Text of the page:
April 4, 2014
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Photoworks, I know their name does seem awfully similar to ours but we started in 1982 and are still going more than 30 years later, back to the point, they have a very interesting series of articles under the umbrella title, What makes a good photograph? I do have to encourage you to go and have a look and a read. You are interested in photography otherwise why are you here?
We’re All Editors by Francis Hodgson in the series says…
Among my recurring mantras, I acknowledge the simple efficacy of Mark Twain’s brutal: “If you have nothing to say, say nothing.” There are far too many pictures in the world, and it’s the work of a moment to spot the ones that say nothing. Having something to say really is a good start; it’s a communication medium, after all.
I have always been irritated by photographers who are illiterate in their medium; and not in a know-it-all Professor of Photography kind of way, either. I don’t mean that everybody has to know what an ambrotype is or the date of birth of James Jarché. I mean something much less dry than that. In other art forms, creators gauge the level of knowledge of the audience and build upon it. Put another way, creators know that their audiences work hard to extract meaning and emotion from their stuff, and they pitch it where that effort can be rewarded. Thelonious Monk most assuredly knew the simple cadences of the Protestant hymns which underlay the classical chord-sequences of the piano blues that came before him. He didn’t want to play like that, but he knew that his audience knew it, and he could quote and refer and paraphrase and make fun of that stuff confident that his hearers would ‘get’ it. That is literacy…….I’ve always pleaded that photography is a perfectly ordinary cultural activity. What that means is that it has to respond to analysis. Photographs are good or bad for understandable reasons. That should be an article of unshakeable faith. But in every other culture that I know, citation and reference and parody are the absolute basis of communication, and unpicking them the basis of analysis. Somehow, in photography, we often allow that to slip. So many photographers think that they are inventing the wheel, and that their viewers can be ‘wowed’ by their lonely vision, isolated from all that went before. It isn’t so, and it shouldn’t be so. If photography is a cultural activity, then those who engage in it have to own to a culture. It need not be that of the conservatoire or the museum, of course not; but without one, they can only reach audiences by chance. That is the cost of illiteracy.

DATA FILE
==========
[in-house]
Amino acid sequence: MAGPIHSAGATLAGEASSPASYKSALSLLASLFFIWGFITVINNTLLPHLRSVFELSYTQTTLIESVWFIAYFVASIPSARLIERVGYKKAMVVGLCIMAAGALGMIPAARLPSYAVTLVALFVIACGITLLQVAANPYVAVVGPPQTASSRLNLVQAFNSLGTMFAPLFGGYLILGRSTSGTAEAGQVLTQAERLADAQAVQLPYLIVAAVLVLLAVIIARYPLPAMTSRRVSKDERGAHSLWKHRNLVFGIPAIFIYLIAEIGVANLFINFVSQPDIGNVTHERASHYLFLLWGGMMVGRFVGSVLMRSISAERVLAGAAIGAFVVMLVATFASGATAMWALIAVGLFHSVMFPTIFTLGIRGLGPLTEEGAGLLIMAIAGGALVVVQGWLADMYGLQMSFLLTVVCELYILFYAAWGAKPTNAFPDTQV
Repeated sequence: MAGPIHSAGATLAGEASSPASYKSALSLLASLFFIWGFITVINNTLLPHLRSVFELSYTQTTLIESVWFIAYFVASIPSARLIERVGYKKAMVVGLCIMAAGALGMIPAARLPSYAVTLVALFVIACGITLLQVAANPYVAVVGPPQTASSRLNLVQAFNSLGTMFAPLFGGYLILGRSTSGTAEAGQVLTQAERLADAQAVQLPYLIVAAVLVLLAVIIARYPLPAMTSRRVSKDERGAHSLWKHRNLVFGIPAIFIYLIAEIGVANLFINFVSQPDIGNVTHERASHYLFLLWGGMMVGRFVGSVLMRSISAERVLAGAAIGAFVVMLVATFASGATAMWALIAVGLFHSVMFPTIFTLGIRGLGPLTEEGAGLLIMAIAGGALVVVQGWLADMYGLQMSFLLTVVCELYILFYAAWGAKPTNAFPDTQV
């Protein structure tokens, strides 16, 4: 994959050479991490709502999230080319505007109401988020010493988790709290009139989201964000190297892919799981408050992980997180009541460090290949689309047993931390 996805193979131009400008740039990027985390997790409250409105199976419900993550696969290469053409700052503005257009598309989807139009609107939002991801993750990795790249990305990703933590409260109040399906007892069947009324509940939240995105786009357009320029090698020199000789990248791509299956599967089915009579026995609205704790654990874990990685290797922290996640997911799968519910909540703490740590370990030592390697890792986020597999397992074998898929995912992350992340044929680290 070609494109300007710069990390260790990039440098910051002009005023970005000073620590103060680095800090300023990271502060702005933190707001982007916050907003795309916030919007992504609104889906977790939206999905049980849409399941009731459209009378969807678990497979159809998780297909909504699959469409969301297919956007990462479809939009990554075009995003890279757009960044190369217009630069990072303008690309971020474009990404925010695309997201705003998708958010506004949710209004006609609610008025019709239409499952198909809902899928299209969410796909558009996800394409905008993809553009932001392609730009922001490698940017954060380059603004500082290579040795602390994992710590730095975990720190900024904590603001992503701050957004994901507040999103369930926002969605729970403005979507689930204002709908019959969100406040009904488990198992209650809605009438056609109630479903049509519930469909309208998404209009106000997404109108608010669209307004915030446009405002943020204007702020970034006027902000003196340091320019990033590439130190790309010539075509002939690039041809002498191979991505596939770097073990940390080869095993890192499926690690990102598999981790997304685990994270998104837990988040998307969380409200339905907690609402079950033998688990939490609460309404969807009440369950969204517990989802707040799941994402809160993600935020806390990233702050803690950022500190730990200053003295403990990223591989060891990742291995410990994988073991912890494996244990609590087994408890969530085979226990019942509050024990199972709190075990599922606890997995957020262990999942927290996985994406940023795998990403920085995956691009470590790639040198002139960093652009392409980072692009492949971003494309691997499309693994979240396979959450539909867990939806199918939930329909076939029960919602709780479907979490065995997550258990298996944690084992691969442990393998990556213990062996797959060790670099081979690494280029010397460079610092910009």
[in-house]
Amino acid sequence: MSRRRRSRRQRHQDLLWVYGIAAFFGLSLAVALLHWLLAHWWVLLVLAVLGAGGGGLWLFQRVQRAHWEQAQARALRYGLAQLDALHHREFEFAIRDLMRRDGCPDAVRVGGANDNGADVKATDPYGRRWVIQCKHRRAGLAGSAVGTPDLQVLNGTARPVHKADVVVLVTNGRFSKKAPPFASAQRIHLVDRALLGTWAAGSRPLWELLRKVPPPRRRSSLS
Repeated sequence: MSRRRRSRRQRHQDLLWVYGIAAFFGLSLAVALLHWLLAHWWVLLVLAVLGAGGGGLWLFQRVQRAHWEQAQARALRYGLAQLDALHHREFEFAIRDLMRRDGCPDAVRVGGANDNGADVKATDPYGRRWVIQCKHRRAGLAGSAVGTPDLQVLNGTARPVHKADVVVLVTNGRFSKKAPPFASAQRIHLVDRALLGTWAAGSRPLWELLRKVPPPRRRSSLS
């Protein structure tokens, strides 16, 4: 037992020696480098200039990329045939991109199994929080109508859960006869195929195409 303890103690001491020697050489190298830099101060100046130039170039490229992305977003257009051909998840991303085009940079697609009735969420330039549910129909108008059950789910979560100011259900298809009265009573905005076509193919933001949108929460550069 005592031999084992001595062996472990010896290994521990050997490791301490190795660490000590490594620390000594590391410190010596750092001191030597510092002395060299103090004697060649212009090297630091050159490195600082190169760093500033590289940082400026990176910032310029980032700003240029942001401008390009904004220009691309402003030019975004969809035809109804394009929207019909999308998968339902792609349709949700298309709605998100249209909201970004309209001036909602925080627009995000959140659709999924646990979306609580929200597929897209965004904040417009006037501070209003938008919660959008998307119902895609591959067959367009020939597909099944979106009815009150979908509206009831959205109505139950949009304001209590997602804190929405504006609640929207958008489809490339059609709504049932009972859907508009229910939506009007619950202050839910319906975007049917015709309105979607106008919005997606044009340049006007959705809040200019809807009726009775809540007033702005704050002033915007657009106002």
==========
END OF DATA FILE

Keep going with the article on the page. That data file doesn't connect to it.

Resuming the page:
The bold type is mine, I think it matters so much. Make the time to go and have a look at the series and read what is being said about this thing called photography that matters so much to us. READ MORE HERE
April 4, 2014
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From Bored Panda
These wonderful photographs by Elena Shumilova plunge the viewer into a beautiful world that revolves around two boys and their adorable dog, cat, duckling and rabbit friends. Taking advantage of natural colors, weather conditions and her enchanting surroundings, the gifted Russian artist creates cozy and heartwarming photography that will leave you amazed.
The boys in the photographs are the photographer’s sons and the animals belong to the farm she runs. “I largely trust my intuition and inspiration when I compose photos. I get inspired mainly by my desire to express something I feel, though I usually cannot tell exactly what that is” Shumilova explained to BoredPanda.
Rural settings, natural phenomena and the changing seasons seem to be the greatest stimuli in her works. “When shooting I prefer to use natural light – both inside and outside. I love all sorts of light conditions – street lights, candle light, fog, smoke, rain and snow – everything that gives visual and emotional depth to the image,” the photographer said.
Shumilova told us her passion for photography manifested in early 2012 when she got her first camera. Her most recent equipment includes the Canon EOS 5D Mark II camera and a 135mm lens. As a mother who doesn’t want to miss out on her growing children, she says she shoots every day and processes the images at night See them all here